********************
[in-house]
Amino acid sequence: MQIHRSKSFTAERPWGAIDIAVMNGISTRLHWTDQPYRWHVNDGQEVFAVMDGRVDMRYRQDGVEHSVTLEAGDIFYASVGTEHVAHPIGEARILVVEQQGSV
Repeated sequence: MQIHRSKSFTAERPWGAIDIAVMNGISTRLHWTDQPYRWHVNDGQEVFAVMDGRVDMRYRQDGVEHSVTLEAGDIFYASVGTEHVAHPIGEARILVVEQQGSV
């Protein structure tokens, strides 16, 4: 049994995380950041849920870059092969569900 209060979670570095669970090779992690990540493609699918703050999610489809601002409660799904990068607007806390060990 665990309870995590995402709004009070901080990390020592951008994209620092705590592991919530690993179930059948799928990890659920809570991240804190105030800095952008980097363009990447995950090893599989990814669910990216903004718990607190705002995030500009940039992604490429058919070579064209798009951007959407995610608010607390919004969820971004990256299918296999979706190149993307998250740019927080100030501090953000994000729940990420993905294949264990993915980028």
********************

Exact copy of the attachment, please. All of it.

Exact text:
[in-house]
Amino acid sequence: MQIHRSKSFTAERPWGAIDIAVMNGISTRLHWTDQPYRWHVNDGQEVFAVMDGRVDMRYRQDGVEHSVTLEAGDIFYASVGTEHVAHPIGEARILVVEQQGSV
Repeated sequence: MQIHRSKSFTAERPWGAIDIAVMNGISTRLHWTDQPYRWHVNDGQEVFAVMDGRVDMRYRQDGVEHSVTLEAGDIFYASVGTEHVAHPIGEARILVVEQQGSV
């Protein structure tokens, strides 16, 4: 049994995380950041849920870059092969569900 209060979670570095669970090779992690990540493609699918703050999610489809601002409660799904990068607007806390060990 665990309870995590995402709004009070901080990390020592951008994209620092705590592991919530690993179930059948799928990890659920809570991240804190105030800095952008980097363009990447995950090893599989990814669910990216903004718990607190705002995030500009940039992604490429058919070579064209798009951007959407995610608010607390919004969820971004990256299918296999979706190149993307998250740019927080100030501090953000994000729940990420993905294949264990993915980028």